We recently authored an article along the metaphor End of India. It is about the crisis we are going to face in the future and how one should be prepared for it. Considering how few macro-economic data points have evolved lately it seems that the End of India is nearing.
Two macro data points, namely index of industrial production (IIP) and trade deficit, were published last week. And the figures were worrying to say the least. The IIP figure, for the month of November 2013, contracted by 2.1%. Such a sharp fall led the year to date figure into the negative territory. While it is understood that high interest rates have delayed capex cycle and impacted industrial production, the most worrying factor in November's month fall was the performance of the consumer durable segment.
The consumer durable segment contracted by 21.5% during the month of November. This was despite the festivities in that month. Contraction in white goods demand during the festive month indicates that inflation is hurting the pockets of the common man and consumers are willing to postpone their purchases. India being a consumption story, these are ominous signs. Until now, the growth was suffering due to lack of investment. However, with white good demand faltering, the consumption story has also weakened a bit.
Apart from IIP, the trade deficit figures were also announced recently. While the deficit stood at US$ 10 bn for the month of December and was down on a YoY basis, imminent risks to the rupee from further tapering remain. A depreciating rupee can make imports costlier and widen the deficit. Thus, the December month figure could well be just a breather and deficit figures can deteriorate further. Also, with IT exports dwindling, and oil & gold continuing to top the import list, the deficit is likely to be worse than better.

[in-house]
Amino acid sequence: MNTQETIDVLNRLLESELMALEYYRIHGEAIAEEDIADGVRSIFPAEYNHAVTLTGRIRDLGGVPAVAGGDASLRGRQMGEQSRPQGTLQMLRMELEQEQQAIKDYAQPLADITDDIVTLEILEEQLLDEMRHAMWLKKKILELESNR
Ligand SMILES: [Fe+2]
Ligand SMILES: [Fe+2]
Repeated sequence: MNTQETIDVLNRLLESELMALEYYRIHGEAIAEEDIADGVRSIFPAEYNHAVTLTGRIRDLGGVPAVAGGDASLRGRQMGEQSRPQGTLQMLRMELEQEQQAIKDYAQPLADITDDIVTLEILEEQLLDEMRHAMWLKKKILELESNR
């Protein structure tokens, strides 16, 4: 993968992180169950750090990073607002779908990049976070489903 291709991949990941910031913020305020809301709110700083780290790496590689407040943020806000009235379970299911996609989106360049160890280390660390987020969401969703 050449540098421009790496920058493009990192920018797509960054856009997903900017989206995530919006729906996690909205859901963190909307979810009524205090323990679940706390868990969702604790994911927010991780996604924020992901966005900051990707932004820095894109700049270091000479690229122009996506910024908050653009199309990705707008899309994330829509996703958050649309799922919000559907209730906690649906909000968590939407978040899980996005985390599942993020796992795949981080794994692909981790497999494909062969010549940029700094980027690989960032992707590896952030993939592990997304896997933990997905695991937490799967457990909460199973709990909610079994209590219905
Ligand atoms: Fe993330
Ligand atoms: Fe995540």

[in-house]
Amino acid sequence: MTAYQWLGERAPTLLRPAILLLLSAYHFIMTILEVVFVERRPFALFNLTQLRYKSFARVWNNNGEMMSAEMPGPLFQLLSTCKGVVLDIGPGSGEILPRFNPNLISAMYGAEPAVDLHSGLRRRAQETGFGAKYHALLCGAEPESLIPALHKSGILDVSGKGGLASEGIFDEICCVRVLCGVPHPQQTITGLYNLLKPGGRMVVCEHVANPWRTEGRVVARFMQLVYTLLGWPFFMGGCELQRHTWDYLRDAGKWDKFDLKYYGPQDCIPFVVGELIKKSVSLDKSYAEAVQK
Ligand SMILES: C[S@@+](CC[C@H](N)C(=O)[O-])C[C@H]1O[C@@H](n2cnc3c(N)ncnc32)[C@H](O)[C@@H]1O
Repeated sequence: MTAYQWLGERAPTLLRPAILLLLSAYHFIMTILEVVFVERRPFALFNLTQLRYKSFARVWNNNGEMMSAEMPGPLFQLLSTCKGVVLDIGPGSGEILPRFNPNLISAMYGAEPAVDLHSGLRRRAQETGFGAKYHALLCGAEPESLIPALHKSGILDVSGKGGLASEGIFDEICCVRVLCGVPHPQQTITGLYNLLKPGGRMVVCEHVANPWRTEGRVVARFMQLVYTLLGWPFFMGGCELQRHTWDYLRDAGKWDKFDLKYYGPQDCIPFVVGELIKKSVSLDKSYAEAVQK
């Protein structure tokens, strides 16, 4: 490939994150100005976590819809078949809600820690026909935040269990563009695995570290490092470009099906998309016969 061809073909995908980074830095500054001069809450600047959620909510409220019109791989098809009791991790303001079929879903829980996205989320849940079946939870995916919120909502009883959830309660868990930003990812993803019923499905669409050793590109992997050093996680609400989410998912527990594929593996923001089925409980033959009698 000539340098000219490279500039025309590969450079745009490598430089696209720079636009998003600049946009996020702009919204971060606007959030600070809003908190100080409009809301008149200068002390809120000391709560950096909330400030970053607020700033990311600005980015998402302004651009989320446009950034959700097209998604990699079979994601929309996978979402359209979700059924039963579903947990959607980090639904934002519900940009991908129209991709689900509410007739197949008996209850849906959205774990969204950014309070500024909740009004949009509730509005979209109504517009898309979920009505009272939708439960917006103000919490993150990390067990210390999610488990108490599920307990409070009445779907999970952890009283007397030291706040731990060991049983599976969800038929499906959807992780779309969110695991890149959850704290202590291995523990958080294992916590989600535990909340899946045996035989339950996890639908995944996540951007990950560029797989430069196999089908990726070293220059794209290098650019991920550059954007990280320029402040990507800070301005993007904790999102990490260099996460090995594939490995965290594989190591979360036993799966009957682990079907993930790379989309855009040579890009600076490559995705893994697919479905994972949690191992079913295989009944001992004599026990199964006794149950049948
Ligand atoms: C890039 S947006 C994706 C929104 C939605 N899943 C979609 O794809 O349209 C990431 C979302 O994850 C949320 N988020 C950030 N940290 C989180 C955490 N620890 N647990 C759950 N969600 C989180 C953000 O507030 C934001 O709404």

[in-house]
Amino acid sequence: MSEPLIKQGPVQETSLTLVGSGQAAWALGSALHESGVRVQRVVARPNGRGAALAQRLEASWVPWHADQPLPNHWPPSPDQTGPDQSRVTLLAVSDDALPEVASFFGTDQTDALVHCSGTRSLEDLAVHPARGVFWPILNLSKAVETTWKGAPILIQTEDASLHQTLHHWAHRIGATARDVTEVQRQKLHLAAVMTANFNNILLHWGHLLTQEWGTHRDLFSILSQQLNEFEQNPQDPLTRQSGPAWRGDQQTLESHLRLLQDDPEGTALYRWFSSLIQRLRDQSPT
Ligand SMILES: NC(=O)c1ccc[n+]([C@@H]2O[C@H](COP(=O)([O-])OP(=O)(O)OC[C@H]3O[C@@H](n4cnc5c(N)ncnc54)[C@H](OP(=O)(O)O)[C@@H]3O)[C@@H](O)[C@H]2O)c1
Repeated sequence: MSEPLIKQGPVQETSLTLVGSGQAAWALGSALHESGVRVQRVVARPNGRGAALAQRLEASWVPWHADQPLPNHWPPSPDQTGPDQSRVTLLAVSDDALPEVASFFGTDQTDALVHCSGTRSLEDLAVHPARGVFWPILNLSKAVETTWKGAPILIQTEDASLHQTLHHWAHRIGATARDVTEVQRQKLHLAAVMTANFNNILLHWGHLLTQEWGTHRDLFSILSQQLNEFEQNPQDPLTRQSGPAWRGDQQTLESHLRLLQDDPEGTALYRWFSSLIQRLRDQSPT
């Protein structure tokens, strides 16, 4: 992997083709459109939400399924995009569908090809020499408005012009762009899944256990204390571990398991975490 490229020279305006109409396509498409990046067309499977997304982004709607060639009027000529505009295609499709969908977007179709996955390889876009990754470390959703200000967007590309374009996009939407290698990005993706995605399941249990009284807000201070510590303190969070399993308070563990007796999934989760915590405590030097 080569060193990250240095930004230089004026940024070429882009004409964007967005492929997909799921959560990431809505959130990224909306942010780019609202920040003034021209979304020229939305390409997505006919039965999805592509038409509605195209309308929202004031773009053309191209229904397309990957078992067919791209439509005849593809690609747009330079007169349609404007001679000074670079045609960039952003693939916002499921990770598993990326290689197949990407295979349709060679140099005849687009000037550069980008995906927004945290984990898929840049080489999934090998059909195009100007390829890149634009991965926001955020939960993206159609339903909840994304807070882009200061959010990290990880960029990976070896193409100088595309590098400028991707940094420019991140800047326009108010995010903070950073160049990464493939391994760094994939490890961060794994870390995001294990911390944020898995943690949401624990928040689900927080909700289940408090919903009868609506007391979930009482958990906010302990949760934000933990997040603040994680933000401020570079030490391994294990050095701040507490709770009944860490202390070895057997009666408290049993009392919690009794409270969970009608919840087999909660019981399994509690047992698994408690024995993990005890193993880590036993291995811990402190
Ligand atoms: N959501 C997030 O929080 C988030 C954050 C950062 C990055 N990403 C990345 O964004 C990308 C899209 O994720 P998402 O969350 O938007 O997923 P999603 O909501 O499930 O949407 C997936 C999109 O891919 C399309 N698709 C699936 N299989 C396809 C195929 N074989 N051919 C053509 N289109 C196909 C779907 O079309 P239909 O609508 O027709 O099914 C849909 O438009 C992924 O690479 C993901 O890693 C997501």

Another impediment for India is that it cannot tinker with interest rates to boost growth as inflation is ruling high. The consumer price inflation (CPI) for the month of December is seen in double digits. Thus, it is unlikely that RBI will reduce rates in the next policy review. External factors like impending elections and Fed taper are posing risks to the economy too. In short, the Indian economy is currently very fragile.
While just a couple of data points like IIP for a single month does not indicate a cyclical downturn in the long run, the fact is that the Indian economy has too many ills afflicting it. It needs medication. Better governance and a benign interest rate environment can be effective pills. But it seems that the political parties (read doctors) have forgotten their duty. Whether the new government that will assume office after this year's general elections will be able to turn the tide for the better remains to be seen.